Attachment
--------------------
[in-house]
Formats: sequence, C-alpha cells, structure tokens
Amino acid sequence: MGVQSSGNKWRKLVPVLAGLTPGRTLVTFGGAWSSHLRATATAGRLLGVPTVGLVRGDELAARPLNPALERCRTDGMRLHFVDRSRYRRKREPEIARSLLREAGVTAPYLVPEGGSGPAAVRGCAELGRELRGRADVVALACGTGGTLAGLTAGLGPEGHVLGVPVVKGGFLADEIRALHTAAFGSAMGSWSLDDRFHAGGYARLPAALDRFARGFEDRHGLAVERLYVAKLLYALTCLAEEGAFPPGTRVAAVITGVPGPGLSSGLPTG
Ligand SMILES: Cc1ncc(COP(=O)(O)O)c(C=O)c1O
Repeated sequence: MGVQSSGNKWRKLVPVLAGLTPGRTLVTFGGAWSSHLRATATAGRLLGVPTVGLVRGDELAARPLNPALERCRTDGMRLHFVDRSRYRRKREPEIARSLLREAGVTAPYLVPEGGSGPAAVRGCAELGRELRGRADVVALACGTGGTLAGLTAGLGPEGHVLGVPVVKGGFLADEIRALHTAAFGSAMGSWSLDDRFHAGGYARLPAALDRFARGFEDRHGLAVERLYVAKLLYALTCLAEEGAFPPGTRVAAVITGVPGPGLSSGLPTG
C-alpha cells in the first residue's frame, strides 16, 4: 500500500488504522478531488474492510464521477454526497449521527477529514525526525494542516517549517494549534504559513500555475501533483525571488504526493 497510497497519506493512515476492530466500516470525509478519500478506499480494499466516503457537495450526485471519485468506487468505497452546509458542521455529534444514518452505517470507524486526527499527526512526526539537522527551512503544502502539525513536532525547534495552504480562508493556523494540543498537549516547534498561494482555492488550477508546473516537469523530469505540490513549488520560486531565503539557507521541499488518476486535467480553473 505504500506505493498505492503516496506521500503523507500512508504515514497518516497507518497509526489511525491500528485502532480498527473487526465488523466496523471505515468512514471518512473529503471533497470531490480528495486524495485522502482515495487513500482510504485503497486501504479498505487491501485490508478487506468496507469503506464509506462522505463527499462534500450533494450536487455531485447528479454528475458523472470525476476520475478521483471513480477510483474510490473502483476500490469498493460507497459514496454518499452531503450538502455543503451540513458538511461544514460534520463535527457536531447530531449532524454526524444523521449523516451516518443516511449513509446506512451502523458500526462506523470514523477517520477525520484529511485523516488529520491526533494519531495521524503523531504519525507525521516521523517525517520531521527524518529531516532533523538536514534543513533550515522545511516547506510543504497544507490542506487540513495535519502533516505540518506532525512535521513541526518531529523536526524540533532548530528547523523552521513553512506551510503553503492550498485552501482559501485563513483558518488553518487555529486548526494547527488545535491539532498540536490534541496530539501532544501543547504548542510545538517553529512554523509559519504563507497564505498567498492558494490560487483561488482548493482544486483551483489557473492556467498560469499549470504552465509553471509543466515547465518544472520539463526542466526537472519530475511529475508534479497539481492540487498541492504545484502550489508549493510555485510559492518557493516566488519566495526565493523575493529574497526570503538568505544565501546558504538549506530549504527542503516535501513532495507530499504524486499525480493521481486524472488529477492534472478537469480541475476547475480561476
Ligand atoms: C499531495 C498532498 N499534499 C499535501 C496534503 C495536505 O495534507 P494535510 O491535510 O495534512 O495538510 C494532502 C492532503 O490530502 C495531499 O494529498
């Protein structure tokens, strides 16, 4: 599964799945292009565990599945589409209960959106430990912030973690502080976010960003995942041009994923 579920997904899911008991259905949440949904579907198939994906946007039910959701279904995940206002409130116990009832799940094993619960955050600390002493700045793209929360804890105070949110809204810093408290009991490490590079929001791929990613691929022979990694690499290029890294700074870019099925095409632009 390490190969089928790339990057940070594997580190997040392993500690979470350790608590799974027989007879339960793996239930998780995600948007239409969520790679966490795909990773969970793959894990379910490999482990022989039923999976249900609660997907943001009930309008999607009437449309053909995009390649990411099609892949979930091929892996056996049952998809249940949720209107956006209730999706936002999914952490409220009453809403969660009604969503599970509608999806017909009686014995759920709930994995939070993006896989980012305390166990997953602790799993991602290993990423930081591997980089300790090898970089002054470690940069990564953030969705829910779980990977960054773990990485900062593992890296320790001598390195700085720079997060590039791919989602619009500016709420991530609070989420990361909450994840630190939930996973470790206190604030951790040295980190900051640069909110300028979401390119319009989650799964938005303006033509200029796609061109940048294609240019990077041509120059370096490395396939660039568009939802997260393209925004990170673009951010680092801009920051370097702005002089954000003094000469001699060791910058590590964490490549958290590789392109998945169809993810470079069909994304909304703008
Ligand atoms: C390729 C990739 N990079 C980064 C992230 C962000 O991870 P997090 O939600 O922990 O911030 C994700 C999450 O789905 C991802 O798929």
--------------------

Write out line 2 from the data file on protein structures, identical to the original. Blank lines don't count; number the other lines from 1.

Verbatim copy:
Formats: sequence, C-alpha cells, structure tokens